Preparing cell spreads for in situ hybridisation

Chromosome preparations for FISH, using either cloned probes or total genomic DNA probes (called GISH) were made using modifications of established methods [47], [48]. Briefly, root tips or developing anthers were digested in 0.3% (w/v) cellulase Onozuka R-10 (Apollo Scientific Ltd, Stockport, Cheshire, UK), 0.3% (w/v) pectolyase Y23 (MP Biomedicals, Solon, Ohio, USA) and 0.3% (w/v) drieselase (Sigma-Aldrich Company Ltd., Poole, Dorset, UK) for 28 min and transferred to 1% citrate buffer for 2 h. The meristematic cells behind the root cap were isolated in a drop of 60% acetic acid and squashed onto a glass slide. For meiotic preparation, fixed anthers were dissected and meiotic cells gently dispersed into a drop of 60% acetic acid, a coverslip applied and gently warmed. Coverslips were removed following freezing with dry ice.

In situ hybridisation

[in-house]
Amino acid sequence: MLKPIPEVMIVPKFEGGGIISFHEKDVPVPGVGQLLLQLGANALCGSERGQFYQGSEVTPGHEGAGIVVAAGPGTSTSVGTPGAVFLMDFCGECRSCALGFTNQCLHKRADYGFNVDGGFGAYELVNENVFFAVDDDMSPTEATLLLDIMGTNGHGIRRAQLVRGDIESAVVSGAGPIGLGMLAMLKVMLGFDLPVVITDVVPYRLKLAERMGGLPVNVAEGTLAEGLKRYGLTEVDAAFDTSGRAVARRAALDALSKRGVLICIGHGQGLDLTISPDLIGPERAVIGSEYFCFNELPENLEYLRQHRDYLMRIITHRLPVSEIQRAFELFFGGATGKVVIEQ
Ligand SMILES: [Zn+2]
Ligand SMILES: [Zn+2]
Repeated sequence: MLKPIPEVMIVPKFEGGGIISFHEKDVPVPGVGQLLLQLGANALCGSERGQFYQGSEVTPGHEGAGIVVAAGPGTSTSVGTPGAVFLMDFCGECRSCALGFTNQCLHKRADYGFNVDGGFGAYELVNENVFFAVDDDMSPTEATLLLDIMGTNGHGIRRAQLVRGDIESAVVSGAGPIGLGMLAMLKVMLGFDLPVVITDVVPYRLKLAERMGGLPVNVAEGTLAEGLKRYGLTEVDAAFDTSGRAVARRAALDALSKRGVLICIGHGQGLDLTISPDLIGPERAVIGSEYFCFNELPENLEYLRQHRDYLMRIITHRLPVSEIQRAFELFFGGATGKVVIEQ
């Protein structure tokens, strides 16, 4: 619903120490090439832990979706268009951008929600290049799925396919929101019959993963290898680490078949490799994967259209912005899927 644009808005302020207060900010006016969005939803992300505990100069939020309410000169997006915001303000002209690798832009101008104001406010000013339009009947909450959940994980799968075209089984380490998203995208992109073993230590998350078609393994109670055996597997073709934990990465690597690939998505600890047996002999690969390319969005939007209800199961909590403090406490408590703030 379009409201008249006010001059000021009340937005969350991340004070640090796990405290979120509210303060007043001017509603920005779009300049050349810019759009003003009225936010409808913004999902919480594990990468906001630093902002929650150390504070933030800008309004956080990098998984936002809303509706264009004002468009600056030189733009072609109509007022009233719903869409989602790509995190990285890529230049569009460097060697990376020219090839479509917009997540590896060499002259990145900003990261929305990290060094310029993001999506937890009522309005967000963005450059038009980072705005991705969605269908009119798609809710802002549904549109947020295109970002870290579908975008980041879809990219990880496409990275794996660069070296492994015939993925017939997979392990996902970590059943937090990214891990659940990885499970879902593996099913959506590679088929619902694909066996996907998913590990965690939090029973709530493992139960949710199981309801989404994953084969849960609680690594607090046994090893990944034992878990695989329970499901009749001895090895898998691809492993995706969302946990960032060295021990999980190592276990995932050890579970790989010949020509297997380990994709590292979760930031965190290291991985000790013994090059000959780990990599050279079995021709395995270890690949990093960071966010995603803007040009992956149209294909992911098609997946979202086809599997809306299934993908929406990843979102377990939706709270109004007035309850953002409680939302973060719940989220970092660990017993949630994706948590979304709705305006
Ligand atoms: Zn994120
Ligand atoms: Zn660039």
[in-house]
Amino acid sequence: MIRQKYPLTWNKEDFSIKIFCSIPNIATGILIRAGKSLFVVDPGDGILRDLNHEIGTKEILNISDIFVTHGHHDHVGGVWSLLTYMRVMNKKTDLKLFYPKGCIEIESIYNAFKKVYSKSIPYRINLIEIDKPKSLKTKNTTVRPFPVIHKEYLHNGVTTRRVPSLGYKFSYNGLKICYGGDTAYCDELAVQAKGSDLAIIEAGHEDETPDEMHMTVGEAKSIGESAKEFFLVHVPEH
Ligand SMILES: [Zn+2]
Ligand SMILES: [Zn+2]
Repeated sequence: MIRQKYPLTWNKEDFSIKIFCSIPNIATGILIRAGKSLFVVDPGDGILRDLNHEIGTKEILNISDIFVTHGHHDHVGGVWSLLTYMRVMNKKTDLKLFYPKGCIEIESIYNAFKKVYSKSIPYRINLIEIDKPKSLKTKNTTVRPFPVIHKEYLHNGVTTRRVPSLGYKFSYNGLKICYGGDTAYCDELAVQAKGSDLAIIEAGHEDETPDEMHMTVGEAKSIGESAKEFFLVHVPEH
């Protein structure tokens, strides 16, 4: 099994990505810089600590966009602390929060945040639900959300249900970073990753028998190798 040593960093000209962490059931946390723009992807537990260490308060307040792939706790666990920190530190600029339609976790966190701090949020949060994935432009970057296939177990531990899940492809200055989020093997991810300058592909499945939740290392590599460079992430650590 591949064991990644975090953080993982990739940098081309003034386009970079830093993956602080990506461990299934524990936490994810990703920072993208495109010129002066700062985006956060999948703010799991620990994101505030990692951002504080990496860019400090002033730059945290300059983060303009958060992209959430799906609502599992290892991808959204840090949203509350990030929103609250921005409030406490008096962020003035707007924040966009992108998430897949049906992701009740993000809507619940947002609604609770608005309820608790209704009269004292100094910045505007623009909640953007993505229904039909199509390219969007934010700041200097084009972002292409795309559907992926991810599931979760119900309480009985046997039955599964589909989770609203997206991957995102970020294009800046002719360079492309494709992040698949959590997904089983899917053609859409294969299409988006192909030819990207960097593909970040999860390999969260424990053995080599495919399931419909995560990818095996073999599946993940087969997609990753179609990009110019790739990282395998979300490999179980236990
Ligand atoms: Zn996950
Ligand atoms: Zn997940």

Fluorescence in situ hybridisation followed standard protocols, Figures 24,4, Leitch et al. [48], Figure 5, Telgmann-Rauber et al. [47]. Genomic DNA from T. dubius, T. pratensis, and T. porrifolius for labelling by GISH was extracted using DNeasy Plant mini kit (Qiagen Ltd, Crawley, West Sussex, UK) following manufacturer's instructions. Genomic DNA was labelled with biotin-16 dUTP (Sigma-Aldrich Company Ltd., Poole, Dorset, UK) or digoxigenin-11-dUTP (GE Healthcare, Chalfont St Giles, Buckinghamshire, UK) using nick translation following standard protocols. The probe against 5S ribosomal DNA (rDNA) was prepared by amplifying the gene using primers described in Fulnecek et al. [49] and biotin-16-dUTP-labelling protocol as described in Leitch et al. [48]. The probe against 45S rDNA was the clone pTa71, which includes the 18- 26S rDNA subunit isolated from Triticum aestivum, which was labelled with digoxignenin-11-dUTP as described in Leitch et al. [48]. Briefly, slides were denatured in 70% (v/v) formamide in 2× SSC (0.3 M sodium chloride, 0.03 M sodium citrate) at 70°C for 2 min and the hybridisation mix added (4 µ−1 labeled probes and 50% (v/v) formamide, 10% (w/v) dextran sulphate, 0.1% (w/v) sodium dodecyl sulphate in 2× SSC). In situ hybridisation was carried out overnight at 37°C, after which the slides were given a stringent wash (20% (v/v) formamide in 0.1× SSC at 42°C). Sites of probe hybridisation were detected using 20 µ−1 fluorescein-conjugated anti-digoxigenin IgG (GE Healthcare, Chalfont St Giles, Buckinghamshire, UK) and 5 µ−1 Cy3-conjugated avidin (Roche Pharmaceuticals, Lewes, East Sussex, UK) in 4× SSC containing 0.2% (v/v) Tween 20 and 5% (w/v) bovine serum albumin. Chromosomes were counterstained with 2 µg/ml DAPI (4′,6-diamidino-2-phenylindole, Sigma Aldrich Company Ltd., in 4× SSC) and stabilised in Vectashield medium (Vector Laboratories Ltd, Peterborough, UK) prior to data acquisition using either: 1) Leica DMRA2 epifluorescent microscope fitted with an Orca ER camera and Open Lab software® (Improvision, Coventry, UK) (Figures 24)4) or; 2) Olympus BX61 epiflurescent microscope using Olympus Microsuite 5 software® (Olympus America Inc, Center Valley, PA, USA) (Figure 5). The images were analysed with Adobe Photoshop® version 7 and treated for colour contrast and uniform brightness only. At least 5 mitotic or meiotic cells per plant were scored with each probe used.